My time as HSO negotiator began in 1984 and I’m still somewhat involved today, although no longer as chairman of the Player’s Committee. I have seen so many things in my 34 years of involvement that it would take way too long to describe things here. We always had excellent support and help from the other HSO musicians (both those on and off the Negotiating Committee), Local 677 leadership, the AFM and the International Conference of Symphony and Opera Musicians. We all guided each other as to the best course of action during each negotiation.
What led you to become a musicians’ union advocate?
I decided to become a musician late in my college years. I found myself more interested and motivated by it than anything else. I was proud to join my hometown local in 1973. I received a pension payment in my first paycheck and still do. Early on, I decide that if I was going to complain about issues I didn’t like, then I needed to take some responsibility and step up to see if I could help make positive changes on those issues. I think that is an important part of being a union member. I never expected the union to do everything for me. I knew that I had to contribute to making things better. That’s how it works.
I read in an interview that you wanted to be a baseball announcer or a spaceman growing up. You could’ve also gone in a totally different direction after college — a scientist, maybe professor. In hindsight, would you have done anything differently?
I would love to be an announcer for a major league baseball team. I did not have the motivation to try that at the time. I had the motivation to become a musician. I believe it’s a bit late now. I was never a good enough student to make it in the astronaut training program. I earned a Bachelor’s and Master’s Degree in Music, so I could not have become a scientist or professor at that time and I had no desire to do either of those things [then].
There’s gotta be a good reason why you keep plugging away in a field that’s arguably gone largely ignored. What have been some of the greatest moments or achievements for you as a Symphony musician, something that’s made all the sacrifices and trials worthwhile?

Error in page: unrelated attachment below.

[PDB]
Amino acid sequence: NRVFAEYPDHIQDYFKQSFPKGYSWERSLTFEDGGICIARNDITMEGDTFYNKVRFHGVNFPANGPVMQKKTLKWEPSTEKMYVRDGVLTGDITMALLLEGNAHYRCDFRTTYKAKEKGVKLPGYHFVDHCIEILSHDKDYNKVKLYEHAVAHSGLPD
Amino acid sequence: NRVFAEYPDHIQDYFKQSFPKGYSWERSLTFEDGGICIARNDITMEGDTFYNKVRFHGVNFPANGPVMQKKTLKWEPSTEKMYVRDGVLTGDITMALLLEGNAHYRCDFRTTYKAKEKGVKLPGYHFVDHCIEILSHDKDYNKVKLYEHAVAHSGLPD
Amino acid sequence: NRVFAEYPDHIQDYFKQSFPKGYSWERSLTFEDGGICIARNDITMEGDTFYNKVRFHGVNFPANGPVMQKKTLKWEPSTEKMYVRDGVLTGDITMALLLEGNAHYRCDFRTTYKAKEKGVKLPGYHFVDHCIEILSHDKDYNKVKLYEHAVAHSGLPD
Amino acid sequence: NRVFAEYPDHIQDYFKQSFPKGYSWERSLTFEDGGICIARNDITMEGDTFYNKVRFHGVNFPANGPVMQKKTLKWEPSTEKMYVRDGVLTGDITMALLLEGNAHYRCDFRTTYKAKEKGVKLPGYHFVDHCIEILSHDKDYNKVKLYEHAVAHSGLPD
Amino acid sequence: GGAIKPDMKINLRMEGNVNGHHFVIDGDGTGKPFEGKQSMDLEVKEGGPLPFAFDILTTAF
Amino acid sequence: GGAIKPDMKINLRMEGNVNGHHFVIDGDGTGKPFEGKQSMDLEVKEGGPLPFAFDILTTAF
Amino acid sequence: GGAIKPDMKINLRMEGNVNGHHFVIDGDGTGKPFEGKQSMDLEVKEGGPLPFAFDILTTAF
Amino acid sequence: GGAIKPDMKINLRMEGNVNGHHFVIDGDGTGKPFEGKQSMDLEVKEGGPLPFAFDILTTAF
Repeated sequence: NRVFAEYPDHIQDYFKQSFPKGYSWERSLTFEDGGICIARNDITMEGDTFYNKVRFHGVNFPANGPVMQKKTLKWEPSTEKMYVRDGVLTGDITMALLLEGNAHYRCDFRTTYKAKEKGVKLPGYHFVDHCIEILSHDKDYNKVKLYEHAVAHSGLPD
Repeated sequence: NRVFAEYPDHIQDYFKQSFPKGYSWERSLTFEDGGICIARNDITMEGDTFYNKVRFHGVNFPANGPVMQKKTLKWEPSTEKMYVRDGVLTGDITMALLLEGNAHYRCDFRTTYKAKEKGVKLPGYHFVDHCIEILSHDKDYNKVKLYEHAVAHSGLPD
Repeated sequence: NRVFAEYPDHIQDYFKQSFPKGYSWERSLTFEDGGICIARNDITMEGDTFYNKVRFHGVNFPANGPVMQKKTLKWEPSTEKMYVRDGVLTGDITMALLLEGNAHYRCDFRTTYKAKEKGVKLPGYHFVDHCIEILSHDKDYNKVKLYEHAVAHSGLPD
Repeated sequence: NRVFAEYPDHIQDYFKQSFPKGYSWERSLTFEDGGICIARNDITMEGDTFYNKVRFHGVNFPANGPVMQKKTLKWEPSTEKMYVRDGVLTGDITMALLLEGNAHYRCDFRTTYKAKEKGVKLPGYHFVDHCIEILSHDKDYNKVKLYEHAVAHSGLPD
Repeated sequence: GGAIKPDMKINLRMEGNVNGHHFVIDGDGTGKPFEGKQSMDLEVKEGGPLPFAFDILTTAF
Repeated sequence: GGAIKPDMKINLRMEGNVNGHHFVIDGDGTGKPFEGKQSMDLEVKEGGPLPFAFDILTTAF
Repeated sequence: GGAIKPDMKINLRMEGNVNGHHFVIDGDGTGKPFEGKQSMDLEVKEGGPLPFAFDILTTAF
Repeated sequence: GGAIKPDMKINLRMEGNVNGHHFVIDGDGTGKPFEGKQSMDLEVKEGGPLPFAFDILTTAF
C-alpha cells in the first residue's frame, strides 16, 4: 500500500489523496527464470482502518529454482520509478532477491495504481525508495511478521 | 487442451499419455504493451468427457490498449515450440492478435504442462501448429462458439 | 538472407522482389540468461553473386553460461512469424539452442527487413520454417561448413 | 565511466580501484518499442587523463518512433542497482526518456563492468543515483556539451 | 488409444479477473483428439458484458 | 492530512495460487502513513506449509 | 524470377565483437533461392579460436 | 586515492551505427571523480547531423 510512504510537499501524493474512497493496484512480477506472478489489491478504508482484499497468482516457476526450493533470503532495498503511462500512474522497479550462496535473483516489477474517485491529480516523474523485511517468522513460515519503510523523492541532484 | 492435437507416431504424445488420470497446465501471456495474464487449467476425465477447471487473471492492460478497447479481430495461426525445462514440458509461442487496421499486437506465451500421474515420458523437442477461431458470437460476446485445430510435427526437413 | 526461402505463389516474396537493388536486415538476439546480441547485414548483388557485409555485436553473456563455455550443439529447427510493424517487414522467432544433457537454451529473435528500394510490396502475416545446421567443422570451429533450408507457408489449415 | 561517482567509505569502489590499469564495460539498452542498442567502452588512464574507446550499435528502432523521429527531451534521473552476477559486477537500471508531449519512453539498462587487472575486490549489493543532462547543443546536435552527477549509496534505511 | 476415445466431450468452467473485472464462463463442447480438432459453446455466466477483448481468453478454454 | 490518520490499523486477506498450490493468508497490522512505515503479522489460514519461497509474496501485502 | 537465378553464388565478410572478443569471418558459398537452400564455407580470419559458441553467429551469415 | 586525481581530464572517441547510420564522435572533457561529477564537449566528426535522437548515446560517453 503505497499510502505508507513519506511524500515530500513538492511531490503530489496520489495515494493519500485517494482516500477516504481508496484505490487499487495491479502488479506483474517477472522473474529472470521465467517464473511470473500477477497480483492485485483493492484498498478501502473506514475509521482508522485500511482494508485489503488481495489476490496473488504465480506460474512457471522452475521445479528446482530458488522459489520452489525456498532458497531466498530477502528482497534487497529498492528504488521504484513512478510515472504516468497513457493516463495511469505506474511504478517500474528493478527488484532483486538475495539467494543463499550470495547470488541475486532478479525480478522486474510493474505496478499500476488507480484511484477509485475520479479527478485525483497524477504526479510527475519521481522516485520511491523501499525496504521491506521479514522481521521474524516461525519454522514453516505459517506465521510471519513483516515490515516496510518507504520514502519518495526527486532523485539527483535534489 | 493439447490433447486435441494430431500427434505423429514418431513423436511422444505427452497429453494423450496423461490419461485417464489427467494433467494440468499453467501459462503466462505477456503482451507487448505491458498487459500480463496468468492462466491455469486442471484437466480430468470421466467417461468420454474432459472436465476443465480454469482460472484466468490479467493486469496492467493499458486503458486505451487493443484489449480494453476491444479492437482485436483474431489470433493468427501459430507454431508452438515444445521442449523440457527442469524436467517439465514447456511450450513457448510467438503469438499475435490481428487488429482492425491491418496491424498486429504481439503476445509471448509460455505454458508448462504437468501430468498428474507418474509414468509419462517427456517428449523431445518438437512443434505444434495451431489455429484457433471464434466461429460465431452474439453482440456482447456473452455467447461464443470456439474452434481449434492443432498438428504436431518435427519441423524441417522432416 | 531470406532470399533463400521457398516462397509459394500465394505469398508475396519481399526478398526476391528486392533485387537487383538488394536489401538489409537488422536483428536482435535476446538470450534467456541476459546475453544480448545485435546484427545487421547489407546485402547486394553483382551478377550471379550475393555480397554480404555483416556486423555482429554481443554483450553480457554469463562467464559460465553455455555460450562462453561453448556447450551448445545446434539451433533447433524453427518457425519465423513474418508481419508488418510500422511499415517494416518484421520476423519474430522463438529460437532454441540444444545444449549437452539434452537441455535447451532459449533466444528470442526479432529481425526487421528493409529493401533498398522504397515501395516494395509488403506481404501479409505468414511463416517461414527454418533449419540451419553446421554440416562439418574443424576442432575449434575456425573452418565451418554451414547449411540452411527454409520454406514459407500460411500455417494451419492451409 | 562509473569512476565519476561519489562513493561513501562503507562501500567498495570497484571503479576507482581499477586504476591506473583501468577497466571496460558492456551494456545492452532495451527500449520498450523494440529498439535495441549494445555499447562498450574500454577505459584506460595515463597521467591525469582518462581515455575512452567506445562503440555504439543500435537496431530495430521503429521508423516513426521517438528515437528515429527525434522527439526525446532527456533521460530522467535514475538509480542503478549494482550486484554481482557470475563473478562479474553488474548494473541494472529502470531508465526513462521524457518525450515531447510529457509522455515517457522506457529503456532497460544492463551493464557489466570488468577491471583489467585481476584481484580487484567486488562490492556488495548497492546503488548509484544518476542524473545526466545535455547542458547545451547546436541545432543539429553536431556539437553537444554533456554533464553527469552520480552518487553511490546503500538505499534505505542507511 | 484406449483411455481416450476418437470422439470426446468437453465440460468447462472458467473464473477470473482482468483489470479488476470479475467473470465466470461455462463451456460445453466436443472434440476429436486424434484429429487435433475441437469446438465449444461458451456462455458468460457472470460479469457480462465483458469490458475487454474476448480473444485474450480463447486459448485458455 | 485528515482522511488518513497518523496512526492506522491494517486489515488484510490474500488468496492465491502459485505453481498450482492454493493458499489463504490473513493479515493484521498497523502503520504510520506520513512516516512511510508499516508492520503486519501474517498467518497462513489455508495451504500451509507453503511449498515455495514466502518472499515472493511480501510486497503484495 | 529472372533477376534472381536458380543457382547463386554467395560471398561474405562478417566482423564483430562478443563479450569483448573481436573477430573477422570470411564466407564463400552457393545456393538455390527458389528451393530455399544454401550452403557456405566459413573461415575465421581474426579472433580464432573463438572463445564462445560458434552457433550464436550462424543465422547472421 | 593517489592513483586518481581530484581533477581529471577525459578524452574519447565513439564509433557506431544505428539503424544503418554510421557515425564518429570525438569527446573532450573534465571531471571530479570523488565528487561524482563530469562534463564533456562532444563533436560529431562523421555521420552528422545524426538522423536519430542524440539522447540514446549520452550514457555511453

I’ve never looked at classical music as being largely ignored. I’ve experienced many large and enthusiastic audiences during my career. I also met many very generous classical music supporters and benefactors. In some places, it seems that the sustained, long-term support necessary for long-term stability and success is difficult to come by.
I’ve been extreme lucky and I have had many amazing performing experiences during my career. There have been so many highlights. Playing principal clarinet in Vienna’s Musikverein with the St. Louis Symphony and performing, touring, and recording as an extra with the Chicago Symphony with many great conductors and musicians over the years are among the highlights.
How do you survive in Hawai’i playing music? A lot of musicians must take day jobs. You perform quite a bit year-round, not just with the HSO and the Spring Wind Quintet, but the Chicago Symphony for a great many summer tours. You also performed for two seasons as acting assistant principal clarinet with the St. Louis Symphony.
Until the HSO bankruptcy, it was easier to survive. I just do what I can to make things work. It would not be possible with my schedule to have a traditional day job.
Back when you first started playing in school, you went with the clarinet on the suggestion of your friend who played. How well did you take to it?
I did not become a serious clarinetist until my junior year of college. That is extremely late for my career. Sometimes, it still feels like I am playing catch-up. I have learned how to make the best of reeds. I can usually get most of them to play well enough to use in a rehearsal. A concert is a different story.
What did you most enjoy about playing the clarinet?
When you have a good reed, I think the clarinet can exhibit a great range of expressive possibilities.
Did you ever want to stray to say, maybe the trumpet? Trumpet is the most popular instrument for boys in school nowadays.
I have never had any desire to play the trumpet. In college, I played sax and flute, along with the clarinet. I almost decided to try to earn my Master’s Degree in Woodwinds, but decided to concentrate on the clarinet, which I enjoyed better than the other woodwinds.
Why classical music over pop or jazz?
In my teenage years, I was very knowledgeable about the pop music of those days. But then, I began to realize that I was moved on a deeper level by hearing classical music. That feeling kept going and still occurs today. I have always loved jazz, but I wasn’t as motivated to go in that direction.
What’s a good day look like to you?
A good day is having a good reed and having my favorite baseball team win.
Who is your favorite baseball team?
St. Louis Cardinals, since 1964, when they came from way behind during the last week of the season, won the pennant, and then beat the Yankees in the World Series.
What gigs do you look forward to the most every year, and why?
I always look forward to my next gig. There is always something new and challenging, even if it is repertoire you have performed before. There is always a chance to create something new and different.
— Carol Banks Weber
From the Spring 2018 issue, Ke Ola O Na Mele